I’m starting to detect a pattern

Most of the images that we originally built into Match The Memory fit with our original vision for the system — family-oriented sharing of one’s personal life. These images were mostly in the “scrapbooking” vein with color schemes that reflected the late 2000s.

Today, we’re announcing a refresh of the default images. The most popular images that launched with the site are sticking around, but we did some spring cleaning and got rid of many images that were rarely used.

In their place, we’re adding light and dark varieties of some basic patterns that work with whatever background color you’ve chosen. From bubbles to zig-zags, these patterns have lowered-opacity white and black colors to subtly brighten or darken your color palette.

Check out all of the patterns below.

Thanks to Hero Patterns for providing the source images.

More fonts, more languages

When we originally conceived of Match The Memory more than 10 years ago, we had no idea that creators from all over the world would eventually make games in hundreds of languages using dozens of writing systems. As such, we picked fonts that we thought were fun at the time, not considering localization support in the slightest.

In the mean time, a lot has changed on the web in general, and specifically on the site, and it’s time that the typefaces available to game creators on Match The Memory reflect those changes as well.

Continue reading More fonts, more languages

Creator control

Since nearly the beginning of Match The Memory, the person who plays the game has had a lot of control when it comes to the number of cards with which to play the game. The card count feature allows a player to select any number of cards, as I explained in a previous blog entry:

By default, when you come to play one of our memory games, you get all of that game’s cards. But at any point in the game play, you can decide to use fewer cards. Just use the “# of Cards” dropdown and select a lower number. Boom, you’re playing a much easier version of the game.

This can be somewhat problematic, for a couple of reasons. First, the player has to know to switch the dropdown. Some games (like the periodic table matching games that we created) contain a huge number of cards, which isn’t a great experience for the people trying to match those cards. Sure, a teacher could link to the version of the game that contains an appropriate number of cards, but not a lot of people know that trick.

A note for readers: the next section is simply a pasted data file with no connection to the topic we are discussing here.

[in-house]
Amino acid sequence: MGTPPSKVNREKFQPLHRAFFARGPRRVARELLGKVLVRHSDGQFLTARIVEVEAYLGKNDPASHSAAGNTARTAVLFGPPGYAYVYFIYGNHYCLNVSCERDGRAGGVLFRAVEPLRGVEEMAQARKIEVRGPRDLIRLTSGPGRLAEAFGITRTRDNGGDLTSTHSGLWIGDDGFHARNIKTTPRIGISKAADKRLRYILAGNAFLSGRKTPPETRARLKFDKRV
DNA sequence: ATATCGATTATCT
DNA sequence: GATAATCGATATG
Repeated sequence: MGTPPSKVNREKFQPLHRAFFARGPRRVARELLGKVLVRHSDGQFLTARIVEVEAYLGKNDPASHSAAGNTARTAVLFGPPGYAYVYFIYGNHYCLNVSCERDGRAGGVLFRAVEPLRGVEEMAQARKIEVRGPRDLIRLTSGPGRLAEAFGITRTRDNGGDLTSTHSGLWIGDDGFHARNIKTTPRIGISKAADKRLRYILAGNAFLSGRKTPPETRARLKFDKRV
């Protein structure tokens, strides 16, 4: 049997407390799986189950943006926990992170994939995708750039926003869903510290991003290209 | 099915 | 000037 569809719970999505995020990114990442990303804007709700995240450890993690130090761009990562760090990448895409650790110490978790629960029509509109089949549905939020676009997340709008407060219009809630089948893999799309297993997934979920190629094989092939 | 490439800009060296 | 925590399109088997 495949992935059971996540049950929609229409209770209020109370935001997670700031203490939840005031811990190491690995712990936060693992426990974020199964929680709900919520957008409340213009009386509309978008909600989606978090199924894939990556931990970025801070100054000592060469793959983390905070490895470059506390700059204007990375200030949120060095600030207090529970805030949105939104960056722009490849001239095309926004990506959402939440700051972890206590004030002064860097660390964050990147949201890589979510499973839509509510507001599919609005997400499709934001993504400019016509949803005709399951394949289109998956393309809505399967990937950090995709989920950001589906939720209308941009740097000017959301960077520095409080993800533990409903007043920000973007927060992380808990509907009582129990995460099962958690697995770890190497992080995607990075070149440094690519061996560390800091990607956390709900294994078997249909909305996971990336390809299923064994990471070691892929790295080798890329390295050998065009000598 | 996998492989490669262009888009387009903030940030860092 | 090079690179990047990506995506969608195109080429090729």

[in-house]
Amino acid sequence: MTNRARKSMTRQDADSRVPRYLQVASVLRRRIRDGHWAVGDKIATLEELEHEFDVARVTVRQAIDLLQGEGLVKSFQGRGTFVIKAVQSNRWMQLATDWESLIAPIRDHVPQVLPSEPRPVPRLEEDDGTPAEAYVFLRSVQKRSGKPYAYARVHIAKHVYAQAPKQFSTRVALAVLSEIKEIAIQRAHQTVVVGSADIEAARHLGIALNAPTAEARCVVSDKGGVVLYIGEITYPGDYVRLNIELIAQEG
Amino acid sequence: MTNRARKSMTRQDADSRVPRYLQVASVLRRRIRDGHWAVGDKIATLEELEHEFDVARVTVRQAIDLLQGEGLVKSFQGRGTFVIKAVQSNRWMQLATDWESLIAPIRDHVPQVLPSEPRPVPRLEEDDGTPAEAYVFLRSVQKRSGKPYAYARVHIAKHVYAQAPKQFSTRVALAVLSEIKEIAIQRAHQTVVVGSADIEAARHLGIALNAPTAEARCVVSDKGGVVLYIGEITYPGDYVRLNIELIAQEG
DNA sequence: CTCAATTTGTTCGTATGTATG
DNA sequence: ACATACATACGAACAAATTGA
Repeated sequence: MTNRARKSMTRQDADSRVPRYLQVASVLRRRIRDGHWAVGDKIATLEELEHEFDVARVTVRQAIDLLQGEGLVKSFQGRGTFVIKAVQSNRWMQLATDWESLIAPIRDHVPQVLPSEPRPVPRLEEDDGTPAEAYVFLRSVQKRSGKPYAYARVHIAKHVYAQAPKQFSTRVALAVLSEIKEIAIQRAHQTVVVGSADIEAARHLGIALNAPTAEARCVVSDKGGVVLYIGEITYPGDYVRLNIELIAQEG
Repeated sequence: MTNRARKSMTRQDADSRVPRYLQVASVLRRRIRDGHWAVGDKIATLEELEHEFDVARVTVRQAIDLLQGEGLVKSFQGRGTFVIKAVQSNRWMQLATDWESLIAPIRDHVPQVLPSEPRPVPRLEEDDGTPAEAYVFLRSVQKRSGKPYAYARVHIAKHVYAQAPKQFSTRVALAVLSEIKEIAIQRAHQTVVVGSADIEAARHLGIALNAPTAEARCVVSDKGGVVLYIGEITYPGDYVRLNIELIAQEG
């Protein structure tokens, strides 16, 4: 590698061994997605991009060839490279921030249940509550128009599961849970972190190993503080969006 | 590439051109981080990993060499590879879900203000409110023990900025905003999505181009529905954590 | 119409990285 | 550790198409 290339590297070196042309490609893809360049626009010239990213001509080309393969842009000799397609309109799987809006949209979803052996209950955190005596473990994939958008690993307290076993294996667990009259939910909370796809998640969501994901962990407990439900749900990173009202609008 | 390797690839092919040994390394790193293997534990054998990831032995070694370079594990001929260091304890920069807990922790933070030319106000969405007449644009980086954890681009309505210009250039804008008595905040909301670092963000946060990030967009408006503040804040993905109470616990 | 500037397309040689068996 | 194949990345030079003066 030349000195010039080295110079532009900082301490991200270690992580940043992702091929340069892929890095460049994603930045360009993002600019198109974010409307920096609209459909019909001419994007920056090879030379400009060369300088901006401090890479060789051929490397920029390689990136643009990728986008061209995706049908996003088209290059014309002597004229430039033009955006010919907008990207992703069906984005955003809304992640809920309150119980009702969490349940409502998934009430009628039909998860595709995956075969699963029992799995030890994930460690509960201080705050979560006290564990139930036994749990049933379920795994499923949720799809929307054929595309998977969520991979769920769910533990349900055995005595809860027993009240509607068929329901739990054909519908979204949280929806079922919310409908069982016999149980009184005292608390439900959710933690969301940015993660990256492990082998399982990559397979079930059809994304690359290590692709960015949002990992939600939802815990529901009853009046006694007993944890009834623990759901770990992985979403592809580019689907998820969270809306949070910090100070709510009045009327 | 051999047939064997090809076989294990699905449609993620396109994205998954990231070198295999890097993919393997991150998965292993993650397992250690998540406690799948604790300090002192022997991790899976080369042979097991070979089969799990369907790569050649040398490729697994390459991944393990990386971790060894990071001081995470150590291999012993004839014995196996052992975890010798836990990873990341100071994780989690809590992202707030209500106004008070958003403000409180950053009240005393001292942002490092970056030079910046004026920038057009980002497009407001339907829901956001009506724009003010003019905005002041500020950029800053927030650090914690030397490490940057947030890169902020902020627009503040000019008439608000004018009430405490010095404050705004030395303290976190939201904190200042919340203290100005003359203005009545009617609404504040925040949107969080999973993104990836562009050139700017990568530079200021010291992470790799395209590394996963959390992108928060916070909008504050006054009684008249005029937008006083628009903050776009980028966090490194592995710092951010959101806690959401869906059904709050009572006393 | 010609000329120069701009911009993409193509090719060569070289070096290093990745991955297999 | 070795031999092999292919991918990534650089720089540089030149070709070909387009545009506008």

Continue reading Creator control

I Still Haven’t Found What I’m Looking For (Oh, there it is!)

In a previous post about tagging, I addressed some of the problems inherent in how Match The Memory is currently built, specifically that games aren’t particularly discoverable. At the end of that post, I promised that finding games would be better in a new version of the site that’s coming “soon”.

(Update: The “new version” of the site was released in August 2018, with both search and tags pages being *much* faster than their original implementations.)

Since then, I’ve gone on a holiday game building bender, creating several new Christmas games that I thought would be enjoyable to a broad range of people. But this week, my wife helped me see that adding a bunch of games doesn’t help if people can’t find those games. So I decided to do something about it.

Continue reading I Still Haven’t Found What I’m Looking For (Oh, there it is!)

Counting Cards

Sometimes you come across a Match The Memory game that has too many cards for you to complete at once. Theoretically, you could match all 118 elements on our Periodic Table memory game, or all 50 US states in our states shapes game, or even all 58 denizens of Springfield, USA, but it would probably take you a long time.

We have a feature that lets you bite-size any game. We call it the “card count” feature, and it shows up in the top right corner of each game.

By default, when you come to play one of our memory games, you get all of that game’s cards. But at any point in the game play, you can decide to use fewer cards. Just use the “# of Cards” dropdown and select a lower number. Boom, you’re playing a much easier version of the game.

The Match The Memory system randomly chooses that number of cards, along with their correct matches. In this People of Springfield example, I picked a much more manageable 10 cards, for a total of 20 matches.

You’ll notice in the screenshot above that the URL changes to show how many cards you selected. You can link to a version of the game that has as many cards as you want by adding a query parameter to the URL. So a chemistry teacher can give her class a big challenge by linking to the full https://matchthememory.com/PeriodicTableAll web site address, or make the game a bit easier for the students by sending them to https://matchthememory.com/PeriodicTableAll?card_count=10 , where they’ll only get 10 different chemical elements.

Have fun counting cards!

Tag, you’re it!

Match The Memory was conceived as a way to share the details of your life. A fun photo here, a memory of a vacation there. It was supposed to be public, yes, and shareable too, but not necessarily viral or discoverable. A customized memory game featuring your family photos is interesting to your Facebook friends or Instagram followers, but not the world in general, so why would there need to be a robust way for someone to search for your games?